UC Berzerkeley Seal

    LBNL campus

    LBNL Molecular Foundry

    Bringing Science Solutions to the World

    In the world of science, The Lawrence Berkeley National Laboratory (Berkeley Lab) is synonymous with “excellence.” Thirteen Nobel prizes are associated with Berkeley Lab. Seventy Lab scientists are members of the The National Academy of Sciences, one of the highest honors for a scientist in the United States. Thirteen of our scientists have won the National Medal of Science, our nation’s highest award for lifetime achievement in fields of scientific research. Eighteen of our engineers have been elected to the The National Academy of Engineering, and three of our scientists have been elected into the Institute of Medicine. In addition, Berkeley Lab has trained thousands of university science and engineering students who are advancing technological innovations across the nation and around the world.

    Berkeley Lab is a member of the national laboratory system supported by the U.S. Department of Energy through its Office of Science. It is managed by the University of California and is charged with conducting unclassified research across a wide range of scientific disciplines. Located on a 202-acre site in the hills above the University of California- Berkeley campus that offers spectacular views of the San Francisco Bay, Berkeley Lab employs approximately 3,232 scientists, engineers and support staff. The Lab’s total costs for FY 2014 were $785 million. A recent study estimates the Laboratory’s overall economic impact through direct, indirect and induced spending on the nine counties that make up the San Francisco Bay Area to be nearly $700 million annually. The Lab was also responsible for creating 5,600 jobs locally and 12,000 nationally. The overall economic impact on the national economy is estimated at $1.6 billion a year. Technologies developed at Berkeley Lab have generated billions of dollars in revenues, and thousands of jobs. Savings as a result of Berkeley Lab developments in lighting and windows, and other energy-efficient technologies, have also been in the billions of dollars.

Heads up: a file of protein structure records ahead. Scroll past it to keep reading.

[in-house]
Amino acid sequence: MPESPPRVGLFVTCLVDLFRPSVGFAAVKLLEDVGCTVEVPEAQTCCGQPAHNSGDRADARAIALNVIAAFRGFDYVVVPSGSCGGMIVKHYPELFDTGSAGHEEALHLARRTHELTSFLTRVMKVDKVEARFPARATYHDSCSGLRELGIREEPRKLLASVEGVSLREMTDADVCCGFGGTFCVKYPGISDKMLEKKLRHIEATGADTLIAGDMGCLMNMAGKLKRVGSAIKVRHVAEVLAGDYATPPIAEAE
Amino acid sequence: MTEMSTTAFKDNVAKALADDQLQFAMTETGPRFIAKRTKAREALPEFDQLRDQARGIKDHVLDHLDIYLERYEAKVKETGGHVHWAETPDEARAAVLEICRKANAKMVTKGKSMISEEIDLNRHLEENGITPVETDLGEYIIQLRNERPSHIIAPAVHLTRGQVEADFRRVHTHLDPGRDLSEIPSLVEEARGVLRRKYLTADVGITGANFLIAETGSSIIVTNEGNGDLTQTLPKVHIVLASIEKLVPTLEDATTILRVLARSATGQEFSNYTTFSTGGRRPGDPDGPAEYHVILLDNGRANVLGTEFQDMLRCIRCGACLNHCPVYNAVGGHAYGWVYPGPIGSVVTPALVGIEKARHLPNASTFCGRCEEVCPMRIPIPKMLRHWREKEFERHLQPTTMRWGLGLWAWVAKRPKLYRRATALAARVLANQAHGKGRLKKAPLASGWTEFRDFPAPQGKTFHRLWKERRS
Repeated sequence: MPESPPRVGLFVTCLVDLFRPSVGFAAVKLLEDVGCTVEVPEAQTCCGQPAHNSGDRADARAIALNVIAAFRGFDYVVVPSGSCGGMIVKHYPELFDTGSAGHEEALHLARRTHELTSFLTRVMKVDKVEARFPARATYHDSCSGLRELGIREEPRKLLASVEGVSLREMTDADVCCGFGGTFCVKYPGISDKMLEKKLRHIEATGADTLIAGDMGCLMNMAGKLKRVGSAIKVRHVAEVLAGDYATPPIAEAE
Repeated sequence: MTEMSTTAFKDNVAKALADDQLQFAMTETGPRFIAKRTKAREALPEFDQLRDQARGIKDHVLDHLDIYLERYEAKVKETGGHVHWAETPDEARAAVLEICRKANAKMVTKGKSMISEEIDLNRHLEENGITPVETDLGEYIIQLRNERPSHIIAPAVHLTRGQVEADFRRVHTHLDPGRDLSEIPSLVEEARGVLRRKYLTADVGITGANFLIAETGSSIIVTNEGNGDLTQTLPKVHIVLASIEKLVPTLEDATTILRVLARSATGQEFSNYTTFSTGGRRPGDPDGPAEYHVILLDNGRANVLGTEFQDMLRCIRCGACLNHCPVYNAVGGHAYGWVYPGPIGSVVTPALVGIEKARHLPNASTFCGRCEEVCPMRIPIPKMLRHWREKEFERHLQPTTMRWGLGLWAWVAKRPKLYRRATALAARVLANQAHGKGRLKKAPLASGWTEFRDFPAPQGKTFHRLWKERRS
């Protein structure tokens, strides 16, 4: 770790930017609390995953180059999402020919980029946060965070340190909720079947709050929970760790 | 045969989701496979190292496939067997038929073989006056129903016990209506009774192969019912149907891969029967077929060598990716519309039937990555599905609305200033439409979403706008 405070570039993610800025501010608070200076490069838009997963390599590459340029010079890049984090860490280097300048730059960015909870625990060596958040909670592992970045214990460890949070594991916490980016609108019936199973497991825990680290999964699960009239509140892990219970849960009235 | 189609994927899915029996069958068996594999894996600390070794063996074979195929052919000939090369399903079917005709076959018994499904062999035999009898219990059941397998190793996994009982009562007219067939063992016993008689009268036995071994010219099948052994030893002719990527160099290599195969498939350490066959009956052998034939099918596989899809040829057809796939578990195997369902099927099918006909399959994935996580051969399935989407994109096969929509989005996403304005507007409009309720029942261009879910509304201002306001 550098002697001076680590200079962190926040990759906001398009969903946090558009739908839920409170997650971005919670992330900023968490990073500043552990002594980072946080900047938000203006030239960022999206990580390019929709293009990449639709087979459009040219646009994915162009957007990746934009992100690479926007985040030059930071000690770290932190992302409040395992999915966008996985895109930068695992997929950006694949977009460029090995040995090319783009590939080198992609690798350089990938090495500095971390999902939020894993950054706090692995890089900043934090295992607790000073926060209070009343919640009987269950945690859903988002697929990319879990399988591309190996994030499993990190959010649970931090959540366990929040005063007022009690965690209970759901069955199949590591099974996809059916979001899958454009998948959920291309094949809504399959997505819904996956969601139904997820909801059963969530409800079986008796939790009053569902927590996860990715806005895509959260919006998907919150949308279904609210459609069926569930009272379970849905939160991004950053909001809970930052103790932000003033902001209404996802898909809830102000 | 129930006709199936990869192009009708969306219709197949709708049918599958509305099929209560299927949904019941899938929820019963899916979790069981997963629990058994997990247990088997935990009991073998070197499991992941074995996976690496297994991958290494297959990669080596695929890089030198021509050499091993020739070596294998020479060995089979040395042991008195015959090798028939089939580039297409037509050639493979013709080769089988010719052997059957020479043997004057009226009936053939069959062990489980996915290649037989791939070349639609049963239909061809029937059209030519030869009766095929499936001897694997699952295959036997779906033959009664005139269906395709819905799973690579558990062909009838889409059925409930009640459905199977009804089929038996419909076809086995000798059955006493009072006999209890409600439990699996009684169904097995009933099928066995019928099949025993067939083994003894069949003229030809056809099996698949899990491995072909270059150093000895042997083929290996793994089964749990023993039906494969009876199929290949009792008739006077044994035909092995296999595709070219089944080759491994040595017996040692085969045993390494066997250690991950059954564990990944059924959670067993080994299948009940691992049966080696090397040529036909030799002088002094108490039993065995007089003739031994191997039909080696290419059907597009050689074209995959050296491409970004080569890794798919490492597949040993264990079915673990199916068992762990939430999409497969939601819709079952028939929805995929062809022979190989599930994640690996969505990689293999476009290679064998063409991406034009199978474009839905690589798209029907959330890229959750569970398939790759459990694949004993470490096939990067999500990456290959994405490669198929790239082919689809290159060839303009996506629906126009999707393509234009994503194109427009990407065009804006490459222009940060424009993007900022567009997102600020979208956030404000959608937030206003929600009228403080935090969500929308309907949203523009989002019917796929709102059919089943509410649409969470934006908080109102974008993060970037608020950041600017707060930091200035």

Berkeley Lab was founded in 1931 by Ernest Orlando Lawrence, a University of California-Berkeley physicist who won the 1939 Nobel Prize in physics for his invention of the cyclotron, a circular particle accelerator that opened the door to high-energy physics. It was Lawrence’s belief that scientific research is best done through teams of individuals with different fields of expertise, working together. His teamwork concept is a Berkeley Lab legacy that continues today.

    History

    1931–1941

    The laboratory was founded on August 26, 1931, by Ernest Lawrence, as the Radiation Laboratory of the University of California, Berkeley, associated with the Physics Department. It centered physics research around his new instrument, the cyclotron, a type of particle accelerator for which he was awarded the Nobel Prize in Physics in 1939.

    LBNL 88 inch cyclotron.

    LBNL 88 inch cyclotron.

    Throughout the 1930s, Lawrence pushed to create larger and larger machines for physics research, courting private philanthropists for funding. He was the first to develop a large team to build big projects to make discoveries in basic research. Eventually these machines grew too large to be held on the university grounds, and in 1940 the lab moved to its current site atop the hill above campus. Part of the team put together during this period includes two other young scientists who went on to establish large laboratories; J. Robert Oppenheimer founded DOE’s Los Alamos Laboratory, and Robert Wilson founded Fermi National Accelerator Laborator.

    1942–1950